Injustice in North Dakota: The Round House, Louise Erdrich
Harper Collins, 2012
ISBN 0062065246 (ISBN13: 9780062065247)
Part of the Mysteries from Every State Reading Challenge
The Round House dealt with a lot of serious issues, from Native American rights to rape to revenge. Beautifully written and expertly told, Louise Erdrich’s novel was perfect for the Mysteries from Every State Reading Challenge.
The entire book takes place on an Indian reservation in North Dakota, where Joe’s dad is a local judge. His mother, who works at the tribal headquarters, comes home one day after being attacked. What happened to her and her long recovery changes her and her family forever.
The story is told through Joe’s eyes, as he describes his family, life on the reservation, and the numerous injustices suffered by his family and community. Having grown up with his grandfather Mooshum’s stories about initially being forced into reservations and into poverty and dependence, it appears that Joe and his friends accept unfairness as a way of life.
However, his mother’s attack awakens Joe to the injustices suffered by Native Americans in the present and forces him to take action, despite the possible consequences.
I absolutely loved the way the author makes the reader empathize with Joe and his family, presenting them as human beings first and foremost, making their struggle against a wrong a universal one.
The characters were amazing. I loved all of the old people and all of Joe’s family and friends, especially Sonja. They each had a great back-story and were unforgettable in their unique ways, perfect in their imperfections. Joe was an amazing, endearing main character, telling his story from adulthood, where he still strives to be a better man. His friendship with Cappy was so sweet…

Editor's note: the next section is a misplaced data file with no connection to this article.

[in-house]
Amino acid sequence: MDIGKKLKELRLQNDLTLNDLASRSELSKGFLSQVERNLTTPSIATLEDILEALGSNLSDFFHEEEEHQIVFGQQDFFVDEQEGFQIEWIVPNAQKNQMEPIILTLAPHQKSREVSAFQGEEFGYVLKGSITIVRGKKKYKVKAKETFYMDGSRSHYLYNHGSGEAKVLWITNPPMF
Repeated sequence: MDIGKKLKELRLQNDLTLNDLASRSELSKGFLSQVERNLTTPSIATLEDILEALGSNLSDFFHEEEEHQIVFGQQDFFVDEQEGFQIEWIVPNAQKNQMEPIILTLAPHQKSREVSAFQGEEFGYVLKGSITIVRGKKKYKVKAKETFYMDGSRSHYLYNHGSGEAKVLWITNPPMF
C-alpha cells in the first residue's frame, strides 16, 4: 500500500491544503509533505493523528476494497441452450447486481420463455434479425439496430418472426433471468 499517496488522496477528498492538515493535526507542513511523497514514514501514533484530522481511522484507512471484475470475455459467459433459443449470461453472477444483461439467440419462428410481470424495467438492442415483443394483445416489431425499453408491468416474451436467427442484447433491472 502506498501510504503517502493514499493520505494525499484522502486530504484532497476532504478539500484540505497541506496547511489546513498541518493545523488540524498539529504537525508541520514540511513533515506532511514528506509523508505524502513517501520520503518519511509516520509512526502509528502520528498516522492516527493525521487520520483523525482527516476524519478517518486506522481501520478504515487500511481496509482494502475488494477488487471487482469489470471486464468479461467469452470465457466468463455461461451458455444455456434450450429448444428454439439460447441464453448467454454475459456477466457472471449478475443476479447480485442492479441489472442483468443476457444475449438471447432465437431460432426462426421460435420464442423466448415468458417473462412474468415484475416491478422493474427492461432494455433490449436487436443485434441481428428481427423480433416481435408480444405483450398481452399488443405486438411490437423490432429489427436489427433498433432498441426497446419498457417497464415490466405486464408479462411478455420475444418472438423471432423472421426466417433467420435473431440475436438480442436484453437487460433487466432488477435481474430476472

Erdrich’s use of language to breathe life into her characters is remarkable,
“When she and Mooshum got together to reminisce about the old days, my father said they talked so dirty the air around them turned blue.”
She also describes the discrimination inherent in the idea of putting human beings in a reservation, as well as the day-to-day difficulties it presents, from poverty to personal insecurity to lack of access to laws and basic protections.
The novel centered on the topic of justice, rape and rape of Native American women in particular. While it was a topic I never thought of before, it is one that must be addressed now. Native women are especially vulnerable to rape and less likely to get justice.
The novel was lyrical and beautifully written,
“Now that I knew fear, I also knew it was not permanent. As powerful as it was, its grip on me would loosen. It would pass.”
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